Natasha Richardson: The New Natasha

After several years of slow emergence as the newest progeny of an English acting dynasty, Natasha Richardson won a Tony nomination, married Liam Neeson and landed a starring role in Nell.


A sleek and burnished Natasha Richardson leans toward me over a late lunch in a private sector of her favorite Carnegie Hall-adjacent trattoria. "I spent the morning making myself feel beautiful--I had my face cleaned and I had my nails done and I had a pedicure," she says. I decide to joke with her. "For me, Natasha? I'm flattered." This teases from her a thick, languorous laugh exactly like the one with which Vanessa Redgrave, her mother, slays me whenever I watch and re-watch Blowup or Isadora. Gazing up doe-eyed over a glass of Pellegrino, tongue firmly in cheek, Natasha purrs, "Well, I did know the minute I saw you that I was terribly sorry I am married, but . . . I was actually making myself beautiful because tomorrow I'm flying to visit my husband in Scotland. Your skin is supposed to look very pink when you're done. Does it?"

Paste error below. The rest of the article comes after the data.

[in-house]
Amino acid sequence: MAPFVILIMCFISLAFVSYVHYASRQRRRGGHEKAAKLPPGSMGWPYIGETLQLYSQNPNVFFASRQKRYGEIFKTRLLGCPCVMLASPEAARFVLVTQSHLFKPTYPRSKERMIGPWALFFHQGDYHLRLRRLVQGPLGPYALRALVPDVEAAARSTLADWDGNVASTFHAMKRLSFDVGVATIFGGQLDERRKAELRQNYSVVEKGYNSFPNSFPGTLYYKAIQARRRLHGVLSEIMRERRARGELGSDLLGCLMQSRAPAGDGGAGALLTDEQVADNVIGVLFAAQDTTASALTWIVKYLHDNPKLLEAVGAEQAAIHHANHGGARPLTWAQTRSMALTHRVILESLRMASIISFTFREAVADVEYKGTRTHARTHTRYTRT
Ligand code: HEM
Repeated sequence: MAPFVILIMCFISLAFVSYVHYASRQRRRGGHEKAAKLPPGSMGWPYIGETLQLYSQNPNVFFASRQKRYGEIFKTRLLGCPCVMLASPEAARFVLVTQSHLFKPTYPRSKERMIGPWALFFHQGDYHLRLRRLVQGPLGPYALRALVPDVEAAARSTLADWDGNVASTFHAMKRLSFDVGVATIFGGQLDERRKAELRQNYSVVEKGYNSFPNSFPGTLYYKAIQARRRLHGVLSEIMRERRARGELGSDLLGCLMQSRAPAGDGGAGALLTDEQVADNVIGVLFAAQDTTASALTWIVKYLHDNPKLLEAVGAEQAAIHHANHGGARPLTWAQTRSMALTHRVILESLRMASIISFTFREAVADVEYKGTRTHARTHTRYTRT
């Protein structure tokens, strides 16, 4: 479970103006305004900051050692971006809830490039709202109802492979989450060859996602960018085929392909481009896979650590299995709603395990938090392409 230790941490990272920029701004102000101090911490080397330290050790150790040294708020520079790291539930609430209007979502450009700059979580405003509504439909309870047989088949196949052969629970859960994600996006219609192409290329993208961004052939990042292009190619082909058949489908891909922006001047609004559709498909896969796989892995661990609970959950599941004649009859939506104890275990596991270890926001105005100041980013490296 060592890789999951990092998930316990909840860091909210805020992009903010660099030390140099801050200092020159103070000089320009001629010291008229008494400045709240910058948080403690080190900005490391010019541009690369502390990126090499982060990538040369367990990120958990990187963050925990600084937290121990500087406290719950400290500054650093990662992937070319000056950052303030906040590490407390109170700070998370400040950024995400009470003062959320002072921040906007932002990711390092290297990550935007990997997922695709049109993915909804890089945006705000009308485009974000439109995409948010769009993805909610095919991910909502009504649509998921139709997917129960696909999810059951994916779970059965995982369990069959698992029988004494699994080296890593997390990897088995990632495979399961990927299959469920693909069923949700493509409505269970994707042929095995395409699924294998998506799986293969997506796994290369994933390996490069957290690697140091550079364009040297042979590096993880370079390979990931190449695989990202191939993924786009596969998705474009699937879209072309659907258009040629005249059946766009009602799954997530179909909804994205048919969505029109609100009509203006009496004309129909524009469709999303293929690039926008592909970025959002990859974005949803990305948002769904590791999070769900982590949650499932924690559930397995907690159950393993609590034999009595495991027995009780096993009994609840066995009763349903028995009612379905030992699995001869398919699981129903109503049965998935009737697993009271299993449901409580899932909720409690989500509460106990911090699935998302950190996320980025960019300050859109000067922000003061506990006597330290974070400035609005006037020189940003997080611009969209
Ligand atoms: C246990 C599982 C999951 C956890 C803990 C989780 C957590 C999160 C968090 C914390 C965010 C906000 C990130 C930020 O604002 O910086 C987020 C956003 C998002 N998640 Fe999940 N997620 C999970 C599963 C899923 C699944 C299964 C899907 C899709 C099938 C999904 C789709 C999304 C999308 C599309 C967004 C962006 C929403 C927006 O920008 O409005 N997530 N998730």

Oh, supremely pink. And Natasha's husband--that's Liam Neeson, in case you've been boycotting newspaper, magazine and TV gossip coverage for the last few months--will probably agree. That's the same Neeson, of course, who won critical raves playing Oskar Schindler, and with whom Richardson is about to be seen in Nell as one of two doctors baffled by backwoods wild-child Jodie Foster. That's the Neeson, too, with whom she just bought a rambling farmhouse, and with whom she plans more co-starring ventures. Richardson met Neeson when they starred together on Broadway in a glitteringly successful revival of Eugene O'Neill's Anna Christie, and she left a marriage to be with him.